I am wondering this conviction lets the state off the hook for civil damages given that the jury theoretically found that Potter was not acting within the scope of her employment (reckless use of the firearm) and that only Potter should be sued. It would be a convenient way to prevent another big taxpayer payout to the criminal element in society.

      • If the Feds bring civil rights charges and she gets convicted, that would probably open the door to the public entities being sued for inadequate training, retention, etc.

  3. “I believe that it was an abuse of prosecutorial discretion and ethics for Potter to have been charged at all, and am quite certain that without the George Floyd Freakout and rioting, she would not have been.
    Are you really sure? Remember who Minnesota’s Attorney General is.

  4. In a related case a truck driver was sentenced to 110 years for vehicular manslaughter (4 Killed). His defense was that his brakes failed on a long downhill grade in Colorado. Apparently, there were no runaway ramps for him to access. Nonetheless he was convicted of 4 counts and each sentence was to run consecutively. Truckers are threatening to not accept loads into or out of Colorado until these laws are changed. I guess this will be no justice no toilet paper.

    I don’t blame them.

    I wonder when we will start imprisoning doctors for their medical mistakes that result in death.

    • Part of the issue is that he didn’t take an emergency off ramp which was there while trying to use his emergency brakes, as well as knowingly taking out a truck with faulty brakes. The company which provided it should be held liable for providing one.

      • Was there evidence that the truck had faulty brakes when he left the yard? And evidence that he knew this? It is not unknown that some employers will tell a driver who complains that the vehicle has a defect, that if they want to work that day they take that rig. They may mention other drivers who are available to take the load if he won’t. That is why “owner responsibility” laws exist.

  5. The judge erroed on sequestering a jury with Christmas coming. Threatening to hold the jury hostage over Christmas is a good way to get the holdouts to flip and go with the majority position. If the judge was inclined to sequester, she should have postponed the trial to the new year.

  6. A few things run through my mind that all say that Potter shouldn’t have been charged and that the truck driver was guilty. Not 110 years guilty, but far more guilty than Potter.
    Potter was riding with a trainee, and the way every police officer acted at this traffic stop was blatantly unsafe. The officers were arrayed around Wright’s vehicle in a way that created a crossfire hazard; if a bullet went through Wright, it could’ve very easily struck another officer. The decision was made to arrest Wright based upon a warrant, but the police were sloppy here, too. It was the trainee that started to handcuff Wright and the other officers didn’t intervene while the trainee cuffed Wright while up against the open driver’s door. You’re supposed to arrest the person away from the car, typically by walking the person to the rear of their vehicle before telling him that he’s being arrested; this keeps the person from jumping into the car and driving off. Carelessness and complacency on the part of the police contributed to Wright getting shot.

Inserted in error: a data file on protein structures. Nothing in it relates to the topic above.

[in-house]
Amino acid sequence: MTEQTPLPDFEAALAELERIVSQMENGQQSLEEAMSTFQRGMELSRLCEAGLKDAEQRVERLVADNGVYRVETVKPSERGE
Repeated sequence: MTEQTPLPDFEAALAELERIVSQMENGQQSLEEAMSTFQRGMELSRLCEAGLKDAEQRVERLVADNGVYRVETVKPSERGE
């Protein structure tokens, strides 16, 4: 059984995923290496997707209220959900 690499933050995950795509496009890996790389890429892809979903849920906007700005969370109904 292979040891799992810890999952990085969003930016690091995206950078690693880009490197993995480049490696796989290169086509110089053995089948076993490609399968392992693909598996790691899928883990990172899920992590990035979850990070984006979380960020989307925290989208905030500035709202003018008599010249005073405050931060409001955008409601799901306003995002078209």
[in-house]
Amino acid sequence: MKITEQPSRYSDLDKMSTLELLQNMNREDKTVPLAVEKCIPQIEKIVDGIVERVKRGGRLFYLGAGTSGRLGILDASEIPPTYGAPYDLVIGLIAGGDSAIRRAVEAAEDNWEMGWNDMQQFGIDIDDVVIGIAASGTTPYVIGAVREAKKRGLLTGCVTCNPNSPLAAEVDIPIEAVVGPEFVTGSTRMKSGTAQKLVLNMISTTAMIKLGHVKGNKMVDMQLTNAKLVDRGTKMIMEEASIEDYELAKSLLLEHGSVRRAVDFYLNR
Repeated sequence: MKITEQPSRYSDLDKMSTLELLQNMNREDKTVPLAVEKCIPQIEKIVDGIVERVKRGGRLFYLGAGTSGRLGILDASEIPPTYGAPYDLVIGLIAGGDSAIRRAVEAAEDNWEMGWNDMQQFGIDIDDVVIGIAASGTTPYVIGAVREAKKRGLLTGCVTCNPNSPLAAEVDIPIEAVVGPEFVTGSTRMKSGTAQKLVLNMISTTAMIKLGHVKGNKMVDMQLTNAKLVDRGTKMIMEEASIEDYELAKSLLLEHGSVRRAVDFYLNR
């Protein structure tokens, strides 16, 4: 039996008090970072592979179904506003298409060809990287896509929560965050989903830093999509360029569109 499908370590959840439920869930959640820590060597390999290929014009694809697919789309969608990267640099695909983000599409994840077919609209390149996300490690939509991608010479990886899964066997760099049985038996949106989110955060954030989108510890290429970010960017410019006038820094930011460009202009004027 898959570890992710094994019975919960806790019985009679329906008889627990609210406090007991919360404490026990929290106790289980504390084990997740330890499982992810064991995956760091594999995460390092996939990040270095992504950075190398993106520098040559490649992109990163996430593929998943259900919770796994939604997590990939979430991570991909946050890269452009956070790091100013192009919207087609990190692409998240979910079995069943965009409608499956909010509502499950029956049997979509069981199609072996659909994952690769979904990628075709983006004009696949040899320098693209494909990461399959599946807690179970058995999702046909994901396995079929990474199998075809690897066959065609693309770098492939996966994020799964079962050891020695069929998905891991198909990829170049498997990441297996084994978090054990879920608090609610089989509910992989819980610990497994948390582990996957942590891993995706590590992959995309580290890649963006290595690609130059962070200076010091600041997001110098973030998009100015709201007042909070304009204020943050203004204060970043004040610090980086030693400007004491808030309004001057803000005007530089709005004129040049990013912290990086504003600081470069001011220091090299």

The Colorado truck driver drove by TWO runaway truck ramps. Most of my employment has involved driving trucks in mountainous terrain. It is up to the driver to fully inspect their assigned vehicle, which includes several tests for the braking system. It’s spelled out quite clearly that if any of those tests fail, the truck is legally “out of service” and can’t be driven until those defects are corrected. Whether his brakes were working properly initially is yet unknown, but his brakes did fail when he decided to go downhill from the 10,000 ft summit. There is a large pull-out at the summit that is explicitly dedicated for trucks to retest the braking system before going down. Even if the brakes are 100%, they are not capable of stopping a runaway truck.
    Taking 80,000 pounds downhill means using low gears so that the engine can hold the speed down; you shouldn’t be using your brakes at all. This driver got going and used his brakes (not his engine) to control his speed. The braking capability fades as the brakes get heated; the drums expand and separate from the shoes and fail. This driver, whether through inexperience or complacency, ignored the big yellow signs warning trucks to use lower gears or take a runaway ramp. He may have chosen to drive a vehicle that had faulty brakes. Many employers try to coerce people to drive unsafe equipment and he didn’t have the confidence to stand up. I’ll take a pink slip over an accident every time, but I think I may be a unicorn. I’ve refused equipment and my dispatcher never had to wait more than 15 minutes for someone fully aware of why I had refused it.
    I’d have to know more about the trucking company and what type of training he had (I read somewhere that he didn’t speak English, so all of the signs he ignored might not have meant anything to him) to decide on an appropriate punishment, but this accident that killed four people was due much more to the driver than his brakes. If I had been this driver, I would expect some time in jail, but far less than 110 years.
    The alleged trucker shut-down in Colorado just happened to occur during weather with winds over 60mph. With that kind of wind, trucks capsize; any decision to shut-down could be attributed to that. Good story, though.

  7. Brendan,
    I agree with your assessment regarding truck operations. I did not follow the case but reported it as it was reported in our news. I too drove trucks like these for many years before I changed careers. I am aware that catastrophic brake fade can result from not properly gearing down before descending long steep grades. If he did pass 2 runaway ramps that changes my understanding immensely. I was led to believe that was not an option.

    Nonetheless, requiring the sentences to run consecutively seems to be overkill.